Charles Britton, 16, of Portales High School waited Saturday with hundreds of other teenagers at Eastern New Mexico University’s Theatre Center to hear awards announced.
To his surprise, he won a certificate for excellence in acting at the event, called the ENMU Drama Festival Awards Ceremony.
He was among about 500 students from New Mexico high schools and an Odessa, Texas, drama company for students who participated in three days of plays at the university’s Drama Festival.
“We worked hard on our play, and we weren’t sure how everyone would react,” Britton said. “The audience laughed, and I didn’t expect that,” he said of the comedy titled, “Will Somebody Please Tell Me What’s Going on Here?”
Britton acted in the play with three other Portales High School cast members: Jason Dictson, Melissa Maloney and Desiree Markham.
Hillary Reeves was stage manager, and Miranda Brown and Brandon Bennink were stage technicians.
Dictson said the play won three awards. The two other awards were certificates for excellence in stage directing and excellent ensemble.
“It’s great for the students,” Dictson said of the drama festival. “It broadens our horizons.”
The awards ceremony culminated a week’s worth of plays at the university in which teenagers were judged for acting ability, set creation, costumes, makeup and other skills associated with drama.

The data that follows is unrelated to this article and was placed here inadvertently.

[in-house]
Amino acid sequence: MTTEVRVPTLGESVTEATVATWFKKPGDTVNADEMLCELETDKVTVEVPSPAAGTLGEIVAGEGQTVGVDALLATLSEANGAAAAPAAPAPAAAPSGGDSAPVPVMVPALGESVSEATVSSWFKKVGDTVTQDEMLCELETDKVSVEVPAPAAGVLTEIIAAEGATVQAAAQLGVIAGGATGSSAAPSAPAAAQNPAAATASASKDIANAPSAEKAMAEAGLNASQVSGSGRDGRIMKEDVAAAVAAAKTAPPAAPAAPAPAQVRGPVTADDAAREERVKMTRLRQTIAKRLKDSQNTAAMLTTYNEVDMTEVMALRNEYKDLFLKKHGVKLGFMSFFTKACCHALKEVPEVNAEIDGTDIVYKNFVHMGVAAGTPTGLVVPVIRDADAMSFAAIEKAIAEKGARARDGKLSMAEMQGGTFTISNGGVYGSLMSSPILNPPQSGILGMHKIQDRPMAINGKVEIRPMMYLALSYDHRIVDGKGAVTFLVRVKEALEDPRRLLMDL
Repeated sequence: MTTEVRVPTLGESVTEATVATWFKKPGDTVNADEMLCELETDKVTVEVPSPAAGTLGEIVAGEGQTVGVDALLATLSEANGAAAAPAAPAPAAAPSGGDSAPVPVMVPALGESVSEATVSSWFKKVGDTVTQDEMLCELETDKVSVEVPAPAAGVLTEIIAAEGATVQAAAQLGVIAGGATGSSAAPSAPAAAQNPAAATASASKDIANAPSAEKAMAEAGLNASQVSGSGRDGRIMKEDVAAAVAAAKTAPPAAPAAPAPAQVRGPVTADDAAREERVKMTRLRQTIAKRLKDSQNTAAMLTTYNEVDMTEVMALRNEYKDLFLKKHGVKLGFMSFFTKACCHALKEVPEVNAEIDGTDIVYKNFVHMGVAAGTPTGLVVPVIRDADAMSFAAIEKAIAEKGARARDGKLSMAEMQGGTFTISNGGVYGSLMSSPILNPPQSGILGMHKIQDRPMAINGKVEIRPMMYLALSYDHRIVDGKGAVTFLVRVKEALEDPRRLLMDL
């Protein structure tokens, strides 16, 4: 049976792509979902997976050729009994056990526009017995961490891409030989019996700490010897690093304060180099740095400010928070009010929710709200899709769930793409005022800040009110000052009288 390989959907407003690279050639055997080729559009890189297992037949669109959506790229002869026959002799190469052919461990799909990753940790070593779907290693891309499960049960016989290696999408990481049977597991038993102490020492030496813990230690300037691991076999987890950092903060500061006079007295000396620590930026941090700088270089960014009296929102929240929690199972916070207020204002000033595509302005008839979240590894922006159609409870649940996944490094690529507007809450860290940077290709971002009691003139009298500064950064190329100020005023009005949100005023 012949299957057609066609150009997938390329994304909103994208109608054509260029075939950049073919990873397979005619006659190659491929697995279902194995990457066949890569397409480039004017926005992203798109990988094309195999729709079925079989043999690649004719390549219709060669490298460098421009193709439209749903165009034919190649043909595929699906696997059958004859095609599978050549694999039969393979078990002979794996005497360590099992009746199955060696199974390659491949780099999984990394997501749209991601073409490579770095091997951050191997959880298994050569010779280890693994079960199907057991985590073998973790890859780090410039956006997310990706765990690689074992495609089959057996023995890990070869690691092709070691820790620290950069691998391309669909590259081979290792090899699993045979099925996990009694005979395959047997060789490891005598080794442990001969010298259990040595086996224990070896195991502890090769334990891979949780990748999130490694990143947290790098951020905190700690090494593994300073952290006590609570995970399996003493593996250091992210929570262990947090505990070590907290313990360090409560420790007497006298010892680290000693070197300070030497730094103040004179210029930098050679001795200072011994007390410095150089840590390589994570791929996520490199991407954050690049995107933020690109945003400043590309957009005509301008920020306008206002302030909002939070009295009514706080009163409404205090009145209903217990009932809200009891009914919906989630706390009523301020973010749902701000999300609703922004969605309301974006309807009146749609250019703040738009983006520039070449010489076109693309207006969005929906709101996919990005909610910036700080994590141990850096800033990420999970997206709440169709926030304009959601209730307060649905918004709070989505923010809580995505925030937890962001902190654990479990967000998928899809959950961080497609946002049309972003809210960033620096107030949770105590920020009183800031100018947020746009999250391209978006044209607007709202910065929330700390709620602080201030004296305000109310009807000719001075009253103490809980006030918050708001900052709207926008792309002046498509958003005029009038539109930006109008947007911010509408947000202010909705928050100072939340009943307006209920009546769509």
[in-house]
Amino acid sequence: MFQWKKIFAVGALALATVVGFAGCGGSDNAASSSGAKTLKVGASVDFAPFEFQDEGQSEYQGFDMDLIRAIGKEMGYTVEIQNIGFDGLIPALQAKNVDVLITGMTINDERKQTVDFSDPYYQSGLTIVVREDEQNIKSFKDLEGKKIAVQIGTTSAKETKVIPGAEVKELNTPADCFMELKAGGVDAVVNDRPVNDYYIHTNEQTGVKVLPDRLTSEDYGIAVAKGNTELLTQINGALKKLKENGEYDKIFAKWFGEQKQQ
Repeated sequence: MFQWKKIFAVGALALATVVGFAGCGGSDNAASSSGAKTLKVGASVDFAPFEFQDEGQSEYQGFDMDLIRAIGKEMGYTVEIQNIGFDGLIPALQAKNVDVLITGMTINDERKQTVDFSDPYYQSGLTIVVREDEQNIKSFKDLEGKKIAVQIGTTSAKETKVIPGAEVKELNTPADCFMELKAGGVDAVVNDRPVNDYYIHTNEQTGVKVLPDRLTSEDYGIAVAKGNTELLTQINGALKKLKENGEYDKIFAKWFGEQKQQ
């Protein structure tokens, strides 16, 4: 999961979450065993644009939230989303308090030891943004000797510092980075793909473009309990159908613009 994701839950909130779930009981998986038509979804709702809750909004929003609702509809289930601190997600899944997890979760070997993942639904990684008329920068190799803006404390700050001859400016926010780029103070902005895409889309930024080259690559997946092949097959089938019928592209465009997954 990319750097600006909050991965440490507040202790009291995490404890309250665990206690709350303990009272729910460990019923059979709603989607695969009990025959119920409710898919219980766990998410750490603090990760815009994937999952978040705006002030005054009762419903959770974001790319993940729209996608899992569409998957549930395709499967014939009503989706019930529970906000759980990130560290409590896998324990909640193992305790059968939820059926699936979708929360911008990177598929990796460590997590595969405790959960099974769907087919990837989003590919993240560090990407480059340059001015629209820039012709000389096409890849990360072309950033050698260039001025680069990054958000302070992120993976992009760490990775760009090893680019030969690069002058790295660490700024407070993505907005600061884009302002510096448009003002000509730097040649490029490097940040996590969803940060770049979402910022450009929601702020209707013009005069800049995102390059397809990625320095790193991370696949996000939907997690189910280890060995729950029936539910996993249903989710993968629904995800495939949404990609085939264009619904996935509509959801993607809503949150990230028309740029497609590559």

Bill Strong, a drama teacher at Portales High School, who selected the play, said it was written by ENMU Professor James Lee, who also directed it for the students.
“He let us do the play free gratus,” Strong said of Lee. “He’s got worlds of experience, and I think he enjoyed it. It’s always different when you’re acting for the playwright, because he knows how he wants the actors to interpret the play.”
Strong said the unique thing about the drama festival was seeing 500 kids who live in their own schools get together and have fun.
“The plays were really good this year,” Strong said. “All the schools put forth their best effort.”
Miranda Brooks, of Kaleidoscope, an Odessa, Texas, acting company, also was at the festival awards ceremony.
“We did two plays, and the college kids held a workshop to teach techniques they’ve learned,” Brooks said.
“I participated in a play titled, ‘The Miracle Worker.’ It was about Helen Keller. We’re the only group here that wasn’t a high school.”
High schools that won certificates and plaques for during the festival included:
Mayfield High School — acting and character choice; Jefferson High School — set crew, technical production, ensemble performance, technician and character choice; Cliff High School — ensemble performance, technical production, stage movement and set design; Carlsbad High School — comedic acting, ensemble performance, technical production and design projects; and Moriarty High School — stage movement, scenic element, ensemble performance, student directing and acting.
Also included were Los Alamos High School; Silver High School — play selection, stage movement, overall performance, acting and ensemble performance; Portales High School — acting, technical production and ensemble performance; and Burgess High School — acting, character choice, stage movement, ensemble performance and stage element.
Other winners included Santa Fe High School, Valley High School, Roswell High School and Albuquerque High School.